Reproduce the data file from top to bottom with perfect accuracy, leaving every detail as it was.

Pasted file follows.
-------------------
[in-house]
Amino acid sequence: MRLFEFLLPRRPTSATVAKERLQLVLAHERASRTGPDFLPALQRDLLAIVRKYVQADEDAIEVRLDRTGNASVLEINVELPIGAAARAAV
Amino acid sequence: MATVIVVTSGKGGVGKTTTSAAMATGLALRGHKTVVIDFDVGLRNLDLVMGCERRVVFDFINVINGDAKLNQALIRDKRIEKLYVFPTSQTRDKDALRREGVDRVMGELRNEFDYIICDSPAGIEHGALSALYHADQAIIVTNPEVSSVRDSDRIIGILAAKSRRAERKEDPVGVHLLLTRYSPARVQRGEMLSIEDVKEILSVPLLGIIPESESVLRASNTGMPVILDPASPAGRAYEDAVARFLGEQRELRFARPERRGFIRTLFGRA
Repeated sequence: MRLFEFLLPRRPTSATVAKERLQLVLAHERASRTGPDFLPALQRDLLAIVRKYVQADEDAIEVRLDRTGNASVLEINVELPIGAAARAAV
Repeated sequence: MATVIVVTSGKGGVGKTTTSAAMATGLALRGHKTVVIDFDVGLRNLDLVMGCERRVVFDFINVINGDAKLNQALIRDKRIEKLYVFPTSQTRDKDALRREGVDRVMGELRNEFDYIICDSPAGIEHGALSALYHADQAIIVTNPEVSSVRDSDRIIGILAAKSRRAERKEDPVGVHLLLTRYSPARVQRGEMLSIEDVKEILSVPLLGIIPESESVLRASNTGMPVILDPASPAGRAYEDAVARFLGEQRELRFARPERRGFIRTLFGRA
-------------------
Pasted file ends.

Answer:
[in-house]
Amino acid sequence: MRLFEFLLPRRPTSATVAKERLQLVLAHERASRTGPDFLPALQRDLLAIVRKYVQADEDAIEVRLDRTGNASVLEINVELPIGAAARAAV
Amino acid sequence: MATVIVVTSGKGGVGKTTTSAAMATGLALRGHKTVVIDFDVGLRNLDLVMGCERRVVFDFINVINGDAKLNQALIRDKRIEKLYVFPTSQTRDKDALRREGVDRVMGELRNEFDYIICDSPAGIEHGALSALYHADQAIIVTNPEVSSVRDSDRIIGILAAKSRRAERKEDPVGVHLLLTRYSPARVQRGEMLSIEDVKEILSVPLLGIIPESESVLRASNTGMPVILDPASPAGRAYEDAVARFLGEQRELRFARPERRGFIRTLFGRA
Repeated sequence: MRLFEFLLPRRPTSATVAKERLQLVLAHERASRTGPDFLPALQRDLLAIVRKYVQADEDAIEVRLDRTGNASVLEINVELPIGAAARAAV
Repeated sequence: MATVIVVTSGKGGVGKTTTSAAMATGLALRGHKTVVIDFDVGLRNLDLVMGCERRVVFDFINVINGDAKLNQALIRDKRIEKLYVFPTSQTRDKDALRREGVDRVMGELRNEFDYIICDSPAGIEHGALSALYHADQAIIVTNPEVSSVRDSDRIIGILAAKSRRAERKEDPVGVHLLLTRYSPARVQRGEMLSIEDVKEILSVPLLGIIPESESVLRASNTGMPVILDPASPAGRAYEDAVARFLGEQRELRFARPERRGFIRTLFGRA